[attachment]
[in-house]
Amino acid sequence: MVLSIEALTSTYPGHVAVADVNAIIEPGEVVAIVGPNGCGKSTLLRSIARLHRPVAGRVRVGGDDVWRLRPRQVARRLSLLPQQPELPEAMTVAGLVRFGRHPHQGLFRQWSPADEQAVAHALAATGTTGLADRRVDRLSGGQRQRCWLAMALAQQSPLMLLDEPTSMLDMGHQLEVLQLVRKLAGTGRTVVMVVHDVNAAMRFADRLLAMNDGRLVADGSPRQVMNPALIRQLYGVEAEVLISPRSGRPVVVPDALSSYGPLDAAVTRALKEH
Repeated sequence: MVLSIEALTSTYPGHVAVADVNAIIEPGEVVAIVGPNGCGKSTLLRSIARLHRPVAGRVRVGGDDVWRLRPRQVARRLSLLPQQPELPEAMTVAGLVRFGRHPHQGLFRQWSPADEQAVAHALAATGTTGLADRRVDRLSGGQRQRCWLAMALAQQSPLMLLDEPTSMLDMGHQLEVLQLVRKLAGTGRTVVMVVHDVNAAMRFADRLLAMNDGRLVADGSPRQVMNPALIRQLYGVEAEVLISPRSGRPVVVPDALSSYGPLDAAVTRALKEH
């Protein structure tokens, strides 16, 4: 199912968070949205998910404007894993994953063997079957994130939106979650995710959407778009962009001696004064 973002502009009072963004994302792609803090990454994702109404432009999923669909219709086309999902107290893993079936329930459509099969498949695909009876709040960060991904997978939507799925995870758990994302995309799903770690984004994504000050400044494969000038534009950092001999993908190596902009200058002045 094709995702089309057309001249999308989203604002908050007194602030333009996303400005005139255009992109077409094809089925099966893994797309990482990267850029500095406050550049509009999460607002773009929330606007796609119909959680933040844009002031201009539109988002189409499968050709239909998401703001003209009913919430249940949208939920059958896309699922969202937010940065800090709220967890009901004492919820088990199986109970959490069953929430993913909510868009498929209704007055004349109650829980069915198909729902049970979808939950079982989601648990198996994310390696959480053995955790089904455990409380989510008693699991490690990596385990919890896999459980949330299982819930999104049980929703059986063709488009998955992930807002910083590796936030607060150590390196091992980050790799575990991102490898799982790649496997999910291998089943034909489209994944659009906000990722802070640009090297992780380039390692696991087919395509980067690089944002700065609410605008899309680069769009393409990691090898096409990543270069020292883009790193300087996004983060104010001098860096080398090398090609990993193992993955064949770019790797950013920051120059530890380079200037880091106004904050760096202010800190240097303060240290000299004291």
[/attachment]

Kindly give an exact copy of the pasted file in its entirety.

[in-house]
Amino acid sequence: MVLSIEALTSTYPGHVAVADVNAIIEPGEVVAIVGPNGCGKSTLLRSIARLHRPVAGRVRVGGDDVWRLRPRQVARRLSLLPQQPELPEAMTVAGLVRFGRHPHQGLFRQWSPADEQAVAHALAATGTTGLADRRVDRLSGGQRQRCWLAMALAQQSPLMLLDEPTSMLDMGHQLEVLQLVRKLAGTGRTVVMVVHDVNAAMRFADRLLAMNDGRLVADGSPRQVMNPALIRQLYGVEAEVLISPRSGRPVVVPDALSSYGPLDAAVTRALKEH
Repeated sequence: MVLSIEALTSTYPGHVAVADVNAIIEPGEVVAIVGPNGCGKSTLLRSIARLHRPVAGRVRVGGDDVWRLRPRQVARRLSLLPQQPELPEAMTVAGLVRFGRHPHQGLFRQWSPADEQAVAHALAATGTTGLADRRVDRLSGGQRQRCWLAMALAQQSPLMLLDEPTSMLDMGHQLEVLQLVRKLAGTGRTVVMVVHDVNAAMRFADRLLAMNDGRLVADGSPRQVMNPALIRQLYGVEAEVLISPRSGRPVVVPDALSSYGPLDAAVTRALKEH
């Protein structure tokens, strides 16, 4: 199912968070949205998910404007894993994953063997079957994130939106979650995710959407778009962009001696004064 973002502009009072963004994302792609803090990454994702109404432009999923669909219709086309999902107290893993079936329930459509099969498949695909009876709040960060991904997978939507799925995870758990994302995309799903770690984004994504000050400044494969000038534009950092001999993908190596902009200058002045 094709995702089309057309001249999308989203604002908050007194602030333009996303400005005139255009992109077409094809089925099966893994797309990482990267850029500095406050550049509009999460607002773009929330606007796609119909959680933040844009002031201009539109988002189409499968050709239909998401703001003209009913919430249940949208939920059958896309699922969202937010940065800090709220967890009901004492919820088990199986109970959490069953929430993913909510868009498929209704007055004349109650829980069915198909729902049970979808939950079982989601648990198996994310390696959480053995955790089904455990409380989510008693699991490690990596385990919890896999459980949330299982819930999104049980929703059986063709488009998955992930807002910083590796936030607060150590390196091992980050790799575990991102490898799982790649496997999910291998089943034909489209994944659009906000990722802070640009090297992780380039390692696991087919395509980067690089944002700065609410605008899309680069769009393409990691090898096409990543270069020292883009790193300087996004983060104010001098860096080398090398090609990993193992993955064949770019790797950013920051120059530890380079200037880091106004904050760096202010800190240097303060240290000299004291």